The melamine scandal has broken free of dairy products (BBC) and reached vegetable production in Communist China (Taiwan Central News Agency via Epoch Times), as even longtime allies like the Burmese junta are putting their imprisoned citizenry over their Communist benefactors (Washington Post).
Meanwhile, we may be seeing the first political effects of the scandal with the announcement of a major American arms sale to Taiwan (CNN and Washington Post). Although the arms sale itself was a rehash of a proposed deal in 2001, its return to life surprised some, who noted the move may "complicate efforts to get North Korea, an ally of Beijing, to end its nuclear programme" (BBC).
In fact, the antics of the Korean colony would usually be enough to slap down anything like this (BBC and BBC again), especially with the viceroy making an appearance (BBC and CNN). However, so far, the reaction has been muted.
In the past, the cadres could count on enraging their imprisoned people about American interference in Taiwan. This time, however, the melamine scandal may have hit the point where the Chinese people would turn their anger on the Communists rather than with them. On top of the melamine fiasco, the Sichuan earthquake recovery is still causing headaches for the regime (Epoch Times); then there are the usual problems with persecuting the population (Epoch Times).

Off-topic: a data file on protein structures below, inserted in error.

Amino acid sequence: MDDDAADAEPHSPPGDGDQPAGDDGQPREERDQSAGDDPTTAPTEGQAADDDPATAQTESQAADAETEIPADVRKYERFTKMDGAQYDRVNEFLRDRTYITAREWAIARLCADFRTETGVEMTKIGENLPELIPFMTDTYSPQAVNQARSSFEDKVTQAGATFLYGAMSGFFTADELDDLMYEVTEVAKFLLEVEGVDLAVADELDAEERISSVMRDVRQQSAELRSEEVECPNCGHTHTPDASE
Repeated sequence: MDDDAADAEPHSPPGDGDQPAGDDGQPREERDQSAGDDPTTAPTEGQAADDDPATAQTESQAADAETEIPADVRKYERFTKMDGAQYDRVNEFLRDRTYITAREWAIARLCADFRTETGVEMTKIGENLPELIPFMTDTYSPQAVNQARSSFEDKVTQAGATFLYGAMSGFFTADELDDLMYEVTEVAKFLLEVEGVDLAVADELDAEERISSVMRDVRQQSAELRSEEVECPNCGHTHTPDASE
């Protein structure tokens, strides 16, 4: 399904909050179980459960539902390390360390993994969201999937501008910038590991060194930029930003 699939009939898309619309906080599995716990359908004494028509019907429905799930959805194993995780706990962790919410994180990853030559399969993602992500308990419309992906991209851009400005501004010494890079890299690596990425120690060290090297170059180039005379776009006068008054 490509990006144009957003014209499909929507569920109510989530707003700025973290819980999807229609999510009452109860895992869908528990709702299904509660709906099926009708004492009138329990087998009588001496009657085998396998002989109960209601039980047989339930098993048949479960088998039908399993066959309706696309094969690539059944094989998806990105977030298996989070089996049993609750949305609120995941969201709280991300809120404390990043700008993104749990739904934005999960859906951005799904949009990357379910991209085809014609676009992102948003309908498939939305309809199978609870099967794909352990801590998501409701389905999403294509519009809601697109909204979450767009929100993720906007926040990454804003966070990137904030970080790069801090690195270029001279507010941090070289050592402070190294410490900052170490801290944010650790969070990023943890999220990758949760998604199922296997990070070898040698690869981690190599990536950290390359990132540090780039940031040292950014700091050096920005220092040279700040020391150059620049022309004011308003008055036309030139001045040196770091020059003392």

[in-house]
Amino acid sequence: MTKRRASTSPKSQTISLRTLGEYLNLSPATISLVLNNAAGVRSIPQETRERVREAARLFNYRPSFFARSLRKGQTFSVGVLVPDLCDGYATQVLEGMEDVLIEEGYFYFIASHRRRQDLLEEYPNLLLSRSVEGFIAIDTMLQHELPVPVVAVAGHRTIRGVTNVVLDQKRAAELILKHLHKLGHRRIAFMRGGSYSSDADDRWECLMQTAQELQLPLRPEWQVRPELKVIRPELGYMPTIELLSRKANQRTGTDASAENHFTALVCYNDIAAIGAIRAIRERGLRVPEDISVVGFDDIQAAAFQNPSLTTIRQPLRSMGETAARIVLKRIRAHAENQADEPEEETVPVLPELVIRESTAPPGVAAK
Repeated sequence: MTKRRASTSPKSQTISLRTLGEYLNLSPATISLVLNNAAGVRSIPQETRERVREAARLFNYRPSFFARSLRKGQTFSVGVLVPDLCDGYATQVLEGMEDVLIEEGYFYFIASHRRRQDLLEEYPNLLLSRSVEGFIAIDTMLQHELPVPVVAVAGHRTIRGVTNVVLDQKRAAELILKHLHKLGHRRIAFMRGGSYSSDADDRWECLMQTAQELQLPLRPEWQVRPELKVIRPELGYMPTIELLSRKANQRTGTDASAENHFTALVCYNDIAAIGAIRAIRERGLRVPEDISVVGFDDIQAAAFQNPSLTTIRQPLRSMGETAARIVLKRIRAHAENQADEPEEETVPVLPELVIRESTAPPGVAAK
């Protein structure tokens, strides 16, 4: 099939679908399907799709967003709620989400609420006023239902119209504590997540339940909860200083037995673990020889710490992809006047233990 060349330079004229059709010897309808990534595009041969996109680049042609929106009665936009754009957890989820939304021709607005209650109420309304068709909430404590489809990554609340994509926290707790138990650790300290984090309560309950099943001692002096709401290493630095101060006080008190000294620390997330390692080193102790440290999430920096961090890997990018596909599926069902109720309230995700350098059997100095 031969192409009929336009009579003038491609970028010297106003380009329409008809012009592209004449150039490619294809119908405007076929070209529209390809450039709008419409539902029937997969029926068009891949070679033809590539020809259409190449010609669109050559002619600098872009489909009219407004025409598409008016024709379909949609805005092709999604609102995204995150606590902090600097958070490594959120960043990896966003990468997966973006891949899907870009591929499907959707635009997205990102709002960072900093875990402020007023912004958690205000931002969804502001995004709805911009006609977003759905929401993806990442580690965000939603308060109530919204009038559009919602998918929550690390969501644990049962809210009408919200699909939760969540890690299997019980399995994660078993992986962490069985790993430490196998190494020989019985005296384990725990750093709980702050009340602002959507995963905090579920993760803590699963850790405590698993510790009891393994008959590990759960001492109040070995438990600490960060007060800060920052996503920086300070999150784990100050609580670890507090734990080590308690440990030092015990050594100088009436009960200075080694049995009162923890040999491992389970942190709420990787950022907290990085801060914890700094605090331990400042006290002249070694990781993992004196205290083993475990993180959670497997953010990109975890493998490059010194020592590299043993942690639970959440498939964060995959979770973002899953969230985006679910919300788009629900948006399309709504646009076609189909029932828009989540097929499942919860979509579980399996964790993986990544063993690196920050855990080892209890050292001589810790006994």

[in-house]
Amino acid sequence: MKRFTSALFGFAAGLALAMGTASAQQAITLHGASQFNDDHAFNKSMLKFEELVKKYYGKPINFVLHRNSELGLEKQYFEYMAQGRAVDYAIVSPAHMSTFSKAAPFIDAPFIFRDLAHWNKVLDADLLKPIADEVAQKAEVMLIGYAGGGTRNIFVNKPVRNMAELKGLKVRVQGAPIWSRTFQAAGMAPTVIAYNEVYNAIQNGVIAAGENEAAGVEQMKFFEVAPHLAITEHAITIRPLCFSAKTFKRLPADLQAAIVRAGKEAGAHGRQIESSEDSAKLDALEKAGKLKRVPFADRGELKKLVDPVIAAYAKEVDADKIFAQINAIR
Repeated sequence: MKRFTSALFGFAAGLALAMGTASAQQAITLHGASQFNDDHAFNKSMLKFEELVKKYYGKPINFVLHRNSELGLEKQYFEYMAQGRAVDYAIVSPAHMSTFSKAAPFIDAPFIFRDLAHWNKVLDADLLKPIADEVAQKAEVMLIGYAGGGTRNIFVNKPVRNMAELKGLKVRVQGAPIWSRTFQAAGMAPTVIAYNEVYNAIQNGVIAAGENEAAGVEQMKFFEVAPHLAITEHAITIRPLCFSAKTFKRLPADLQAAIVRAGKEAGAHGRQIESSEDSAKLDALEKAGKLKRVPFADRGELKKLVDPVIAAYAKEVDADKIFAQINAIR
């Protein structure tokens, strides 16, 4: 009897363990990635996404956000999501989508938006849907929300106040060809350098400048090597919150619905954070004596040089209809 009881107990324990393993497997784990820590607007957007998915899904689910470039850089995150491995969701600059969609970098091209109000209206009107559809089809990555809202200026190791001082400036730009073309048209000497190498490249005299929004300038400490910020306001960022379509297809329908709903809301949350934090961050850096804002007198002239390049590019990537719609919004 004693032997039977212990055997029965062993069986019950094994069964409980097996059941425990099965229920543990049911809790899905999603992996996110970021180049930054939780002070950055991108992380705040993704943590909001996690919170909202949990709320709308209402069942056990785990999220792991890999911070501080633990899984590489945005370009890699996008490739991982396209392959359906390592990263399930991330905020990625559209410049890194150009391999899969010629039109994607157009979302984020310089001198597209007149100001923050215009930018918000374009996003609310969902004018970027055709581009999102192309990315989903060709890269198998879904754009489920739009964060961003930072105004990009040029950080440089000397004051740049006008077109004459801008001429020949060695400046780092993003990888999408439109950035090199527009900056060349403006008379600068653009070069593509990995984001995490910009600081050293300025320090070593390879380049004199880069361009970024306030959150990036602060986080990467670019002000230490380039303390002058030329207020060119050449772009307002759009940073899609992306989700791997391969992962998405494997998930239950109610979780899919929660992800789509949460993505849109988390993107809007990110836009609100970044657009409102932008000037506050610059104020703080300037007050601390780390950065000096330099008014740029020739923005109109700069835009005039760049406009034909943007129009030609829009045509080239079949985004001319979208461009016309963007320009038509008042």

Moreover, what with the numerous tainted exports, an angry reaction to the arms deal by the cadres could get more attention from the rest of the world - the kind they don't like. The free world might find it curious (at best) that Beijing is spending so much time and effort blocking American arms sales to Taiwan rather than making sure their own products avoid lethality of an entirely different nature.
Of course, at this point, we're deep in speculation. The Communist regime may publicly rip the deal or push their Korean puppets to become more demanding and demeaning. However, what is clear as of right now is that the cadres are weaker now than in previous years. Absent any other dramatic difference between then and now, the melamine scandal may be showing effects far beyond what anyone anticipated.